When children are playing alone on the green,
In comes the playmate that never was seen.
When children are happy and lonely and good,
The Friend of the Children comes out of the wood.
Nobody heard him, and nobody saw,
His is a picture you never could draw,
But he’s sure to be present, abroad or at home,
When children are happy and playing alone.
—From A Child’s garden of Verse, by Robert Lewis Stevenson
This week’s release of Astonishing Adventures: Three Made One concludes the NetherWar adventure series with a bang and brings back plenty of old friends and enemies the heroes have encountered over the last five adventures, including Sandstone, Medea, the Factor Four, Sallah, Seven, and more side characters than you can shake your character notes at. There are moving parts galore and possibly one of the toughest villain fights yet printed for Mutants & Masterminds, Third Edition!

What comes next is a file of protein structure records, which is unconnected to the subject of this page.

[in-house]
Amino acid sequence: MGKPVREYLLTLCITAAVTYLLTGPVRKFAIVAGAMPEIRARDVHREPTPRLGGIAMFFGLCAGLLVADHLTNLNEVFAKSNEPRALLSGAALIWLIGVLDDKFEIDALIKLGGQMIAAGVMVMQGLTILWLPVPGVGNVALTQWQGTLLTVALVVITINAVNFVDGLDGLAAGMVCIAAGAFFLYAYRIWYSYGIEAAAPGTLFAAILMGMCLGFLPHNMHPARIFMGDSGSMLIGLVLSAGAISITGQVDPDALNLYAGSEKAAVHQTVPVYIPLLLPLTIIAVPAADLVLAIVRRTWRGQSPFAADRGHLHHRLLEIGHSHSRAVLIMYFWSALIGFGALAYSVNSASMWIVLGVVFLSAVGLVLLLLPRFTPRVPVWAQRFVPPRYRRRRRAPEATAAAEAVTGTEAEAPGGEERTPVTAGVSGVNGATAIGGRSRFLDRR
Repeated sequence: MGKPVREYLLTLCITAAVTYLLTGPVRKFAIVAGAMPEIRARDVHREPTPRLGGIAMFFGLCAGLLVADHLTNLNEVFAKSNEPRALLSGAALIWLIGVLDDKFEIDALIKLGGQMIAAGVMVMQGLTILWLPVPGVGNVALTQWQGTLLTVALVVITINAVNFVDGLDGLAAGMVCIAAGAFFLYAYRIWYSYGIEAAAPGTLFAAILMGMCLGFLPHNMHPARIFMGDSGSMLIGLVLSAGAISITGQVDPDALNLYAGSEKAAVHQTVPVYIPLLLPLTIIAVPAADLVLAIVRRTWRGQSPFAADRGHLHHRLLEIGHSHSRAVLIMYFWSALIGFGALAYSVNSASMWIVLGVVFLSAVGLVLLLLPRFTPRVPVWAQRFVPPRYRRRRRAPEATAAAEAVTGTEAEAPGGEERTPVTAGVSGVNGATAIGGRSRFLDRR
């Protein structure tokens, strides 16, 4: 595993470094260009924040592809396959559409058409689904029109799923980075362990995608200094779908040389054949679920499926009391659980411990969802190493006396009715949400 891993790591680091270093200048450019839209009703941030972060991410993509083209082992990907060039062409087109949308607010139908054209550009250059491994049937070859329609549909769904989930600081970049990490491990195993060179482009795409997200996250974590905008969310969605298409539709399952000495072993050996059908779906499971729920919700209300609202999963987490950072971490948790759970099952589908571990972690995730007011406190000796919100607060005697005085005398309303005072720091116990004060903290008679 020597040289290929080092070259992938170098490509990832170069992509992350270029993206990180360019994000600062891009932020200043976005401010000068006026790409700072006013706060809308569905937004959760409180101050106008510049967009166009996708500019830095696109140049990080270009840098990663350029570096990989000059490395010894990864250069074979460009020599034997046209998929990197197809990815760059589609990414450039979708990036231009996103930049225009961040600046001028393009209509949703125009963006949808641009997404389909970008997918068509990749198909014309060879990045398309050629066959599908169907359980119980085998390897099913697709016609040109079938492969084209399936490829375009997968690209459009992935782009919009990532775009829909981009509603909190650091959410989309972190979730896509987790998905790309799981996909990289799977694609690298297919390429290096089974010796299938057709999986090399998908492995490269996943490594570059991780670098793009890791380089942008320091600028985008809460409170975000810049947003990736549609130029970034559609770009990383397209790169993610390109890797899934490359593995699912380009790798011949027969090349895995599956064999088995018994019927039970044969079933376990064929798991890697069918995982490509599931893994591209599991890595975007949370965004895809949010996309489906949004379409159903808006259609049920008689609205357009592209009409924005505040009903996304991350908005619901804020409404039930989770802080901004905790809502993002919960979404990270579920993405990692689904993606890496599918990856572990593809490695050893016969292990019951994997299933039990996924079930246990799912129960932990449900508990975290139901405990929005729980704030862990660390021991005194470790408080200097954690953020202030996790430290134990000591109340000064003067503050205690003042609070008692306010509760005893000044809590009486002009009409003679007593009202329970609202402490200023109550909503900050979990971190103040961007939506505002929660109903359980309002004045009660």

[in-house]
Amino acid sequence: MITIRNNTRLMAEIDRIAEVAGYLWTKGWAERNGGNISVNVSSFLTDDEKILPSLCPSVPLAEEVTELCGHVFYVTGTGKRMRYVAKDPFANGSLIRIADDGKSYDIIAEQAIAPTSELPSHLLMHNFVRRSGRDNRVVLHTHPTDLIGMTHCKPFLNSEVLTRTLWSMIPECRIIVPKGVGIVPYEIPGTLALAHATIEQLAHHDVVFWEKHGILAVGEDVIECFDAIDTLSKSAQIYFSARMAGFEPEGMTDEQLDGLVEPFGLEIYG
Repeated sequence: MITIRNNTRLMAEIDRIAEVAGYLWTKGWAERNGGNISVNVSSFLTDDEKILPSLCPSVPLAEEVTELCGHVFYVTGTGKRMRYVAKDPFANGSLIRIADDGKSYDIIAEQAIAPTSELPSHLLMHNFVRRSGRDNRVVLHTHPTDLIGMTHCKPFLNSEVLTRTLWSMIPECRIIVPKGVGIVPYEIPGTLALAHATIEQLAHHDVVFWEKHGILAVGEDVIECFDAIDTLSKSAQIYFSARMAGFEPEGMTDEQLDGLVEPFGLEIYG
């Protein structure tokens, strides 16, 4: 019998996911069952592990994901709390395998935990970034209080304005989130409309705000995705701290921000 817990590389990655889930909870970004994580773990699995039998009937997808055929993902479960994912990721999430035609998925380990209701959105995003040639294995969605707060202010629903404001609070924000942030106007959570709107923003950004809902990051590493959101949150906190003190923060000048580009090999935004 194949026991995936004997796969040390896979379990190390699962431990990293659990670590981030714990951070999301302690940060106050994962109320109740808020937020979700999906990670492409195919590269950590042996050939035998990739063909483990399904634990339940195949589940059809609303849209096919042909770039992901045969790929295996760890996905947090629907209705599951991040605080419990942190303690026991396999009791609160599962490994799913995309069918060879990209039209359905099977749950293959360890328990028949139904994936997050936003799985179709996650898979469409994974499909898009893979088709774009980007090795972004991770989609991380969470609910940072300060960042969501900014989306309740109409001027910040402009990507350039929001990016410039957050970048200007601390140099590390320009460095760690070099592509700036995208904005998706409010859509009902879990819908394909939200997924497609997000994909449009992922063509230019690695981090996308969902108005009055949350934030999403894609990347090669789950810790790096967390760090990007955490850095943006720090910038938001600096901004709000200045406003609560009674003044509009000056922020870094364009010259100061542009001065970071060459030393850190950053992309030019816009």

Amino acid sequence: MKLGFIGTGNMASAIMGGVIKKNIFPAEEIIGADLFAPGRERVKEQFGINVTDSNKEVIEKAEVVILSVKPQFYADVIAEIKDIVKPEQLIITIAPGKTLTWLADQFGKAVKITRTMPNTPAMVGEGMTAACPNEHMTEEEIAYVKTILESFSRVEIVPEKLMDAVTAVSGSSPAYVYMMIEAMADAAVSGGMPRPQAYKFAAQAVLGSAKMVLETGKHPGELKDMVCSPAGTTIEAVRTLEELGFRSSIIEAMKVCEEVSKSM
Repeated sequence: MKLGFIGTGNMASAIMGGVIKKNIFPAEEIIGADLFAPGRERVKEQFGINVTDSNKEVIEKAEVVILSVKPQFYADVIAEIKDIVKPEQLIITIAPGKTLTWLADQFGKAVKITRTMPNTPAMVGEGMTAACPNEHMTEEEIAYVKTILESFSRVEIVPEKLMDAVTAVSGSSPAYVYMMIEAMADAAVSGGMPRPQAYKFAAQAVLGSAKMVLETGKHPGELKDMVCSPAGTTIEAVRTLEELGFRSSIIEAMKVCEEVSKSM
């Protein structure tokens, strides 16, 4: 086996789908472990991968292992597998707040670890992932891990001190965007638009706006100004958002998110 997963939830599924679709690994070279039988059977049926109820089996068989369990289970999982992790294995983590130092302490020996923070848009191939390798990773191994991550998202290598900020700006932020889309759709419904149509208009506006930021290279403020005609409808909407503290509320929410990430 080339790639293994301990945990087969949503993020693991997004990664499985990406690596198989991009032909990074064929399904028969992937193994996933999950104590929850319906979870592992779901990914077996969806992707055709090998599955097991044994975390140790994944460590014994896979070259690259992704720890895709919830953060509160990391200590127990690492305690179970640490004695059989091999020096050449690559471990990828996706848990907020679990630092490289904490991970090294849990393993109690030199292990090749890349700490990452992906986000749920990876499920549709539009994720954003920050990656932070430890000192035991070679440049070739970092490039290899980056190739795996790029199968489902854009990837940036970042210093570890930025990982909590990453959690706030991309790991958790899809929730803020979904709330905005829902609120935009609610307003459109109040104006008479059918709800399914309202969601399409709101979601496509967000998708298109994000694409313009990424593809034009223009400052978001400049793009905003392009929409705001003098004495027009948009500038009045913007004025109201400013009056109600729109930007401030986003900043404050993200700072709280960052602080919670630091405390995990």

But one recurring face doesn’t make an appearance in Three Made One. The phantom toy elemental, Toy Boy, sits this one out. This isn’t incredibly unexpected—the heroes defeated Desmond Lettam pretty thoroughly at the climax of Broken Strings, potentially trapping the spirit villain in a legendary Orb of Ghormmuz where he can no longer hurt others. But Toy Boy was a fairly major element for three installments of NetherWar and depending on your group’s interactions with the villain, his absence in this adventure may feel like a glaring omission.